Microsoft is signalling the end of its Nokia experiment today. After acquiring Nokia's phone business for $7.2 billion two years ago, Microsoft wrote off $7.6 billion last year and cut 7,800 jobs to refocus its phone efforts. Microsoft is now writing off an additional $950 million today as part of its failed Nokia acquisition, and the company plans to cut a further 1,850 jobs. Most of the layoffs will affect employees at Microsoft's Mobile division in Finland, with 1,350 job losses there and 500 globally. Around $200 million of the $950 million impairment charge is being used for severance payments.
Most former Nokia employees are no longer working at Microsoft
These latest job cuts mean that the majority of former Nokia employees are no longer working at Microsoft. Microsoft plans to complete most of its job cuts by the end of the year. A small number of employees will remain in research and development roles, and Microsoft has a sales subsidiary in Finland that won't be affected by the reductions. Microsoft originally hired 25,000 Nokia employees as part of its acquisition. Microsoft's "streamlining" of its smartphone business comes just a week after the company announced it's selling its feature phone business to FIH Mobile, a subsidiary of Foxconn, for $350 million.
"We are focusing our phone efforts where we have differentiation — with enterprises that value security, manageability and our Continuum capability, and consumers who value the same," says Microsoft CEO Satya Nadella in a statement. "We will continue to innovate across devices and on our cloud services across all mobile platforms."
Nadella announced a "more effective and focused phone portfolio" almost a year ago, and one that focused on three areas: business, value phones, and flagships. Microsoft is refocusing its phone efforts once again, and it's clear Microsoft is scaling back even further. "We're scaling back, but we're not out!" admits Terry Myerson, Microsoft's head of Windows and devices, in an internal email. Myerson also adds that Microsoft's "phone success has been limited to companies valuing our commitment to security, manageability, and Continuum, and with consumers who value the same."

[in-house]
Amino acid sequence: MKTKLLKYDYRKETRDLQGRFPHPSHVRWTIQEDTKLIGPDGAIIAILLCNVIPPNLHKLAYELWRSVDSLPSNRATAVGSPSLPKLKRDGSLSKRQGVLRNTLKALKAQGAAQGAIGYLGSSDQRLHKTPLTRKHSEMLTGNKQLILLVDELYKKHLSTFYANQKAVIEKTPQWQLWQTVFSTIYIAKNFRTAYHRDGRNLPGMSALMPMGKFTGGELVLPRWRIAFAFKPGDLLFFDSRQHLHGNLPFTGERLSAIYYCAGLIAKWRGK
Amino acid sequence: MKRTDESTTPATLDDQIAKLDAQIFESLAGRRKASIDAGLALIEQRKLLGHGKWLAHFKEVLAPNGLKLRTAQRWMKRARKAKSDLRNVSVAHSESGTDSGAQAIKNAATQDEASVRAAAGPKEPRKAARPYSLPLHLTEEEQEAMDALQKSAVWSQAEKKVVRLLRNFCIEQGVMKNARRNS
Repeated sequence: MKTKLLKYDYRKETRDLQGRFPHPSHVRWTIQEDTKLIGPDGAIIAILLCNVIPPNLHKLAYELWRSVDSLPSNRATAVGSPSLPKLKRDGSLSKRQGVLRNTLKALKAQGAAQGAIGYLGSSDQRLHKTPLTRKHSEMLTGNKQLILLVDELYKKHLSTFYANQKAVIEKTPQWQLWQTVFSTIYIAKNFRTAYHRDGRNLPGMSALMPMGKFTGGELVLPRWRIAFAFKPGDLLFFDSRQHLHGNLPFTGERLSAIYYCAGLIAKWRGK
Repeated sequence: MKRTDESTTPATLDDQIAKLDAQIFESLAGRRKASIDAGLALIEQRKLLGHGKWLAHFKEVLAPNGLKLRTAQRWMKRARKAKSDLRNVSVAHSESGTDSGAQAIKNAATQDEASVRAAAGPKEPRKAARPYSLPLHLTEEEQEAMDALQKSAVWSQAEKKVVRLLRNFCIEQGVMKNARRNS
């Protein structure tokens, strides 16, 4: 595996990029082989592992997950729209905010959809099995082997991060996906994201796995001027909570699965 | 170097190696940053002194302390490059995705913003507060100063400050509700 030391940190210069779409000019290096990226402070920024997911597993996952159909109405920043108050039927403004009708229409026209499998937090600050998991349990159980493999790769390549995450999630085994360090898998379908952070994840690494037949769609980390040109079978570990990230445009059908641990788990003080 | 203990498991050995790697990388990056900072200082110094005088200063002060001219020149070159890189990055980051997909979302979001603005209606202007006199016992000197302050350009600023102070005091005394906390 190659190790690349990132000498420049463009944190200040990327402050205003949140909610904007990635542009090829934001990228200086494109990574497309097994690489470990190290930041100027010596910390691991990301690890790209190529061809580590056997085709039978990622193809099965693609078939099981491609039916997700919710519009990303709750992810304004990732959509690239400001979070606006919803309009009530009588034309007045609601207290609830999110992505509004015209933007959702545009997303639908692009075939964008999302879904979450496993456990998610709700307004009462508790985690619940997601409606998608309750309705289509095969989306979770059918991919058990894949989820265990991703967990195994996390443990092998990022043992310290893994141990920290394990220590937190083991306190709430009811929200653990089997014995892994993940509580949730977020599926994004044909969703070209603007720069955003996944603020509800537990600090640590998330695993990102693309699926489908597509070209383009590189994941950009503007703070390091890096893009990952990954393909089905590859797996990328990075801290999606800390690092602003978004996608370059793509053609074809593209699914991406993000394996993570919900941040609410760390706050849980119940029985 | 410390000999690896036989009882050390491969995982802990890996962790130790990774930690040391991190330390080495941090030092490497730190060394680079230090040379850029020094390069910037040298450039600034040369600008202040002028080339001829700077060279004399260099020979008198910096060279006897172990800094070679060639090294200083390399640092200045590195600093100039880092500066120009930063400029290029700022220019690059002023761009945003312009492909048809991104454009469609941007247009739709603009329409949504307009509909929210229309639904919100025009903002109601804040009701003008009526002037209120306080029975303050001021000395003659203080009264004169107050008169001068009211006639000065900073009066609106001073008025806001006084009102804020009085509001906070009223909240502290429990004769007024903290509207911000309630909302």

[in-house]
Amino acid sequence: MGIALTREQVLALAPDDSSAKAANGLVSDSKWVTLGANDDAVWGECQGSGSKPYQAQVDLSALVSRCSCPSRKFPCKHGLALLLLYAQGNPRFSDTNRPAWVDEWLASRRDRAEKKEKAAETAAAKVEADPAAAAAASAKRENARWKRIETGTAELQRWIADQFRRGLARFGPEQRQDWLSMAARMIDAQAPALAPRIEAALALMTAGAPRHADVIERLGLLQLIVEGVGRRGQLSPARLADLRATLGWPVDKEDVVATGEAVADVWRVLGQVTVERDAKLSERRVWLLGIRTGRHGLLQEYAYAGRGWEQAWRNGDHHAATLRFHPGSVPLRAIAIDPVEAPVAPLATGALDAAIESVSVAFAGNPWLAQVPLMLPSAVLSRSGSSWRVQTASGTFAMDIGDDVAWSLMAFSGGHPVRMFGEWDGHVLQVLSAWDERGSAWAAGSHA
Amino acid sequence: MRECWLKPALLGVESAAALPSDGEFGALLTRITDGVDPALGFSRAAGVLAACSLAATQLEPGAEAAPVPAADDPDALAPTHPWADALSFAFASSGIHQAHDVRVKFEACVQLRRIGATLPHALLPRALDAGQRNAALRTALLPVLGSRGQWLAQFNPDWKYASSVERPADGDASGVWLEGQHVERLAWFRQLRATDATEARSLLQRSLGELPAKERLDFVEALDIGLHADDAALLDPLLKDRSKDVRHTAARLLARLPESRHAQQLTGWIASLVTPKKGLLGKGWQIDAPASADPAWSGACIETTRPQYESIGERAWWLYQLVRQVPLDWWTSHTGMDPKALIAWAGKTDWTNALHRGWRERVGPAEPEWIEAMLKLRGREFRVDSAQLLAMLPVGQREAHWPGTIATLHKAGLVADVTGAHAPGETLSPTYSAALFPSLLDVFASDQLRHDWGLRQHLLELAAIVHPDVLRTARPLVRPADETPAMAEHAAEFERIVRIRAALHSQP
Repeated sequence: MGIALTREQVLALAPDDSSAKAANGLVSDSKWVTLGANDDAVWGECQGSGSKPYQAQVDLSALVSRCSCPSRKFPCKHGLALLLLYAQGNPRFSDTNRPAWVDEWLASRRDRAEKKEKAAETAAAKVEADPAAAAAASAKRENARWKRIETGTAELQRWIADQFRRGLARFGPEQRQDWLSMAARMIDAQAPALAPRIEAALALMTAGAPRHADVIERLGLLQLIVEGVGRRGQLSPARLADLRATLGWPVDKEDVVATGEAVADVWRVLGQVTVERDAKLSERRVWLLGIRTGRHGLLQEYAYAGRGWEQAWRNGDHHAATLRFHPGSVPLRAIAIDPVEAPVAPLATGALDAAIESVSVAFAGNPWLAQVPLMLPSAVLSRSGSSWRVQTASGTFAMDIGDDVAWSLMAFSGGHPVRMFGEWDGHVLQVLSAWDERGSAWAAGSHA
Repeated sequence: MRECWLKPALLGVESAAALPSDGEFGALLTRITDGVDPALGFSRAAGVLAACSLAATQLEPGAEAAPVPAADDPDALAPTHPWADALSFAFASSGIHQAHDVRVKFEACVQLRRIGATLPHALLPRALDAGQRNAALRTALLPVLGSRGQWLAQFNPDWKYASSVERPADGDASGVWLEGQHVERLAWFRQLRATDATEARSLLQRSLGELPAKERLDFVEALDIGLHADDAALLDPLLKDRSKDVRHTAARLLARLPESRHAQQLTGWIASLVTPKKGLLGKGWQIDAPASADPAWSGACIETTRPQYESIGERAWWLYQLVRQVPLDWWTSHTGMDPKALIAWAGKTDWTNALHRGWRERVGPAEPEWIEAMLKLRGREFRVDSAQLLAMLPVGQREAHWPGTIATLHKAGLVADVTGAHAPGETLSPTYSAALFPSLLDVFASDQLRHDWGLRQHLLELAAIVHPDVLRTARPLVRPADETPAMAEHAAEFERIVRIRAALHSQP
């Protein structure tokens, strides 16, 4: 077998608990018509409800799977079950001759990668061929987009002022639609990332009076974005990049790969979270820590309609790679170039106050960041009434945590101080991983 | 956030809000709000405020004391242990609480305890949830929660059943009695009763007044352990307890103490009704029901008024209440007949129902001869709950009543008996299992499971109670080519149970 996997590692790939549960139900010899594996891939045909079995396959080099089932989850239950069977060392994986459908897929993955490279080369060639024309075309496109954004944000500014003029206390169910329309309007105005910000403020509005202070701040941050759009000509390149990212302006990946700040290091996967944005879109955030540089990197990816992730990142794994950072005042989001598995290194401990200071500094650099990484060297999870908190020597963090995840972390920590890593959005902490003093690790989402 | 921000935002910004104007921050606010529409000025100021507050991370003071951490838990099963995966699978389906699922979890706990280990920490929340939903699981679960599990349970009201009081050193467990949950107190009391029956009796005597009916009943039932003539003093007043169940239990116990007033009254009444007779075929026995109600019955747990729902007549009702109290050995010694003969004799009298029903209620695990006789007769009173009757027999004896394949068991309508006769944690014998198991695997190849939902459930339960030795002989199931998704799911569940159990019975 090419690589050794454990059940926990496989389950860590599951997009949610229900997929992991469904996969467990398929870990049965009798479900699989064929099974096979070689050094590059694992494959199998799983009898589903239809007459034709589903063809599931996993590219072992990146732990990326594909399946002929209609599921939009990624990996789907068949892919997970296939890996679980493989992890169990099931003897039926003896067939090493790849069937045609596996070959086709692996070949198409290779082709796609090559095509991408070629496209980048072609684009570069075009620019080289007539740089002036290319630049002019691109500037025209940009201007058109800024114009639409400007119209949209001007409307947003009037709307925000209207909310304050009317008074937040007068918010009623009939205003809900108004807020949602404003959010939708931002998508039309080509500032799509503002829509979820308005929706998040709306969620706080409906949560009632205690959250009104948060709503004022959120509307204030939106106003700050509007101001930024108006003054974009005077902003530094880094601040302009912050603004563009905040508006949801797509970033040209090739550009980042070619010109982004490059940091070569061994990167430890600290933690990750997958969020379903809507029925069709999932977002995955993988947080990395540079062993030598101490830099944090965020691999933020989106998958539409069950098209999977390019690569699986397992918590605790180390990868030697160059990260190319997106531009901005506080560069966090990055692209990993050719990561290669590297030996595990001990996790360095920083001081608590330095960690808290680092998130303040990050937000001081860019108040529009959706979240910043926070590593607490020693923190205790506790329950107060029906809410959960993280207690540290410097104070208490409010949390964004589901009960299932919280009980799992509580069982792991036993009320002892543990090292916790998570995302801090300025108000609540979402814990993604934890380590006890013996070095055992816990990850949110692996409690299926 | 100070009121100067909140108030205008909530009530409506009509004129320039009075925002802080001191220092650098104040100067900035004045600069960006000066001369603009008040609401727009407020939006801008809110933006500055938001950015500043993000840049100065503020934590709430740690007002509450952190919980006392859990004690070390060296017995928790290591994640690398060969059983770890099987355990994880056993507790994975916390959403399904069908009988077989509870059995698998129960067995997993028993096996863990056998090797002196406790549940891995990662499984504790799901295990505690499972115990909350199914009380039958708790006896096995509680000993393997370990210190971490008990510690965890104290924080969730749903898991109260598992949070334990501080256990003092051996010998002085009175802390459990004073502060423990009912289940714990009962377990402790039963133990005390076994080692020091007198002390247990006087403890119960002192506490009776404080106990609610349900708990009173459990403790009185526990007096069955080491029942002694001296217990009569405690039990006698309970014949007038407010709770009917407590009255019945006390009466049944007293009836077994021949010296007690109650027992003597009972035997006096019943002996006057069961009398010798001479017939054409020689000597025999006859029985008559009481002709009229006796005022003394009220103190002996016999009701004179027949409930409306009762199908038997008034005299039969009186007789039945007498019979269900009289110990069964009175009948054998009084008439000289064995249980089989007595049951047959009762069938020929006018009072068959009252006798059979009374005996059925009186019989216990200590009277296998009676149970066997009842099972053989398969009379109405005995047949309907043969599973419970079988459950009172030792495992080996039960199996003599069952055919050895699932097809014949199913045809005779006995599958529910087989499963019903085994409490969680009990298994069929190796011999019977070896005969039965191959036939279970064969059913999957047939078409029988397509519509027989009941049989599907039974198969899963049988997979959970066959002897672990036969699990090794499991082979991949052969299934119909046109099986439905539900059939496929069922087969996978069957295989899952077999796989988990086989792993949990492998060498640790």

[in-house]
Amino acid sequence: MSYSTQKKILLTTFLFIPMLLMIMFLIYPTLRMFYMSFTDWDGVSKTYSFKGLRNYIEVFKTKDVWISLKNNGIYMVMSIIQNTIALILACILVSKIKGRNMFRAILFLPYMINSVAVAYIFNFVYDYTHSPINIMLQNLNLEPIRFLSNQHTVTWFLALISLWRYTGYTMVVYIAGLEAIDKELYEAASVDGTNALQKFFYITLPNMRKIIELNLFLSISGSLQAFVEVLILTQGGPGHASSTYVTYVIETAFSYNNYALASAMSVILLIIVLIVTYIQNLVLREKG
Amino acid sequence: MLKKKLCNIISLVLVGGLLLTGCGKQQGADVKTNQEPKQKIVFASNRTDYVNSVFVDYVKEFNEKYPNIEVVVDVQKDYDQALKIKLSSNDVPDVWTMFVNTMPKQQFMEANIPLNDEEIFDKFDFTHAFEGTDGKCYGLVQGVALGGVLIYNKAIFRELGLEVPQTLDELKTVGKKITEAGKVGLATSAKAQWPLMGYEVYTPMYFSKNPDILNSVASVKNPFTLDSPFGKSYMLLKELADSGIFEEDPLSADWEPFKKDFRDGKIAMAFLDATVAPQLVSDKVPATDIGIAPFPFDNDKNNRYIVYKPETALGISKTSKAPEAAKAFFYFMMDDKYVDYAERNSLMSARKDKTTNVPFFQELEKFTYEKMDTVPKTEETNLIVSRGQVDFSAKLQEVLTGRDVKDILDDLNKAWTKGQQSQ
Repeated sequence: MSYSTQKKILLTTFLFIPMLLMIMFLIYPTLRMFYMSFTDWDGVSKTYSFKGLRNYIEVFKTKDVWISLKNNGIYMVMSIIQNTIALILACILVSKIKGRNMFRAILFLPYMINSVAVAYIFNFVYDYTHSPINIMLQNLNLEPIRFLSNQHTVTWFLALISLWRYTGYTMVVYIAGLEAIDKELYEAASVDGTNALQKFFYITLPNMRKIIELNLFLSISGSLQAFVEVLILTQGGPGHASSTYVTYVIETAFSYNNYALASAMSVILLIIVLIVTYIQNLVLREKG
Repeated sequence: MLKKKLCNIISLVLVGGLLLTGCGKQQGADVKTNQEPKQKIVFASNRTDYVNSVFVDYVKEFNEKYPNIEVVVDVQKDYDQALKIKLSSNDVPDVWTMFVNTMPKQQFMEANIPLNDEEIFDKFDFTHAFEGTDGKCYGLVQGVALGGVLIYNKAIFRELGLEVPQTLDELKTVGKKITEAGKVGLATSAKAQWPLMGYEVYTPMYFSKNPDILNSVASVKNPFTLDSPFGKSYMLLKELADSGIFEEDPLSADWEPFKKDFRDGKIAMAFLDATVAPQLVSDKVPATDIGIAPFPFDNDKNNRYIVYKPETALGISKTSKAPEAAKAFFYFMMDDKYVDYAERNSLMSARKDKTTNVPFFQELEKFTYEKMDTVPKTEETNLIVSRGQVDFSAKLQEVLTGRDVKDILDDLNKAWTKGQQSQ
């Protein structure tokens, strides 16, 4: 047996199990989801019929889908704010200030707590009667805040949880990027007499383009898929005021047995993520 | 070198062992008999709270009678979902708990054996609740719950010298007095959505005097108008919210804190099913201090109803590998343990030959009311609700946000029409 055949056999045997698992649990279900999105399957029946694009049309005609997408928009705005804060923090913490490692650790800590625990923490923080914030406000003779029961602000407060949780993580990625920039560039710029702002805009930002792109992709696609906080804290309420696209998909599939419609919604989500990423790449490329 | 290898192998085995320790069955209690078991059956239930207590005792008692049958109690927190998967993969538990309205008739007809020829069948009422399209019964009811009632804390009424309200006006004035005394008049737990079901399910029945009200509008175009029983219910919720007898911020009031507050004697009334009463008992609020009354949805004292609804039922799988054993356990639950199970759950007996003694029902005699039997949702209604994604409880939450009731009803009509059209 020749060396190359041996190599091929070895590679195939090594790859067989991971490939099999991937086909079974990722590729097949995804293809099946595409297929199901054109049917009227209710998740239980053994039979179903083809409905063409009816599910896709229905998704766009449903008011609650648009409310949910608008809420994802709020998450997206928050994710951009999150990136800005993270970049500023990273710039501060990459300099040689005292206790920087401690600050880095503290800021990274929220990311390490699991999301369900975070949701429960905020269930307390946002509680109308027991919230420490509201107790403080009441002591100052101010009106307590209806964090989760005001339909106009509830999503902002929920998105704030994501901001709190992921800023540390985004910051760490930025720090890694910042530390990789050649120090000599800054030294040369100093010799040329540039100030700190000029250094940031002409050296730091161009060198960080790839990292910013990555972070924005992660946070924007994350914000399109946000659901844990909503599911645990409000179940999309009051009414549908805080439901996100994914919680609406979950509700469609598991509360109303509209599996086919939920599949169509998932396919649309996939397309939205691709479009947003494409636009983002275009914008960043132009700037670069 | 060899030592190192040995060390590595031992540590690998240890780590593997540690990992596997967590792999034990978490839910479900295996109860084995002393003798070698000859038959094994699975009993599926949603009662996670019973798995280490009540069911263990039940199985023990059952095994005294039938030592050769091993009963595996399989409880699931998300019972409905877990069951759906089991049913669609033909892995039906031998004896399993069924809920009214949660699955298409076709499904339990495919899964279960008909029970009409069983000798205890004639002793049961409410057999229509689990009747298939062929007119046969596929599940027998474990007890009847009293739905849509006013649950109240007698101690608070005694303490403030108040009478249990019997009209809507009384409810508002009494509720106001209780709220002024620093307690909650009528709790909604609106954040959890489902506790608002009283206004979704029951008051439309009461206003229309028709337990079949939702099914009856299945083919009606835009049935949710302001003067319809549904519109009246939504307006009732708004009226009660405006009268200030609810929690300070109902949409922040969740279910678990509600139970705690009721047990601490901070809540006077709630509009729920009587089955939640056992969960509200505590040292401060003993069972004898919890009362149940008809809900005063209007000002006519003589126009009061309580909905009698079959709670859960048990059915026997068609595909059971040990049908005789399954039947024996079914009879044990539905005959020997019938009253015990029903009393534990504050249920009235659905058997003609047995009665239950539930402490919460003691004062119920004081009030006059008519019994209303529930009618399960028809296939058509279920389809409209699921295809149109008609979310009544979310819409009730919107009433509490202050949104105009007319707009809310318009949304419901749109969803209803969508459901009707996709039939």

As a result, Microsoft's new phone strategy appears to be focused on how the company can differentiate. That's something we heard at the launch of Windows Phone around 5 years ago, but it's on a much smaller scale now. Microsoft is finally being realistic about the state of its phone business, and all the signs point towards the end of Lumia phones and a focus on a single Surface phone. Microsoft hinted at the end of Lumia phones last week, and Myerson's email to employees today says "we will continue to update and support our current Lumia and OEM partner phones, and develop great new devices."
It's not clear that we'll even see these "great new devices" this year. Rumors suggest that Microsoft is planning a Surface-branded phone for next year, and that the Lumia 650 was Microsoft's last Lumia device. Microsoft has been working on a secret Surface phone project for a number of years now, and it had originally been considered as a "Plan B" if Nokia wasn't successful with Windows Phone. Microsoft's Lumia and Windows Phone strategy has not succeeded, and both sales and Windows Phone market share have declined since the company's mobile restructuring last year. Microsoft isn't ready to commit to a roadmap for its "great new devices" just yet, so we'll be waiting a little longer to see what a "scaled back" future really means for Windows Phone.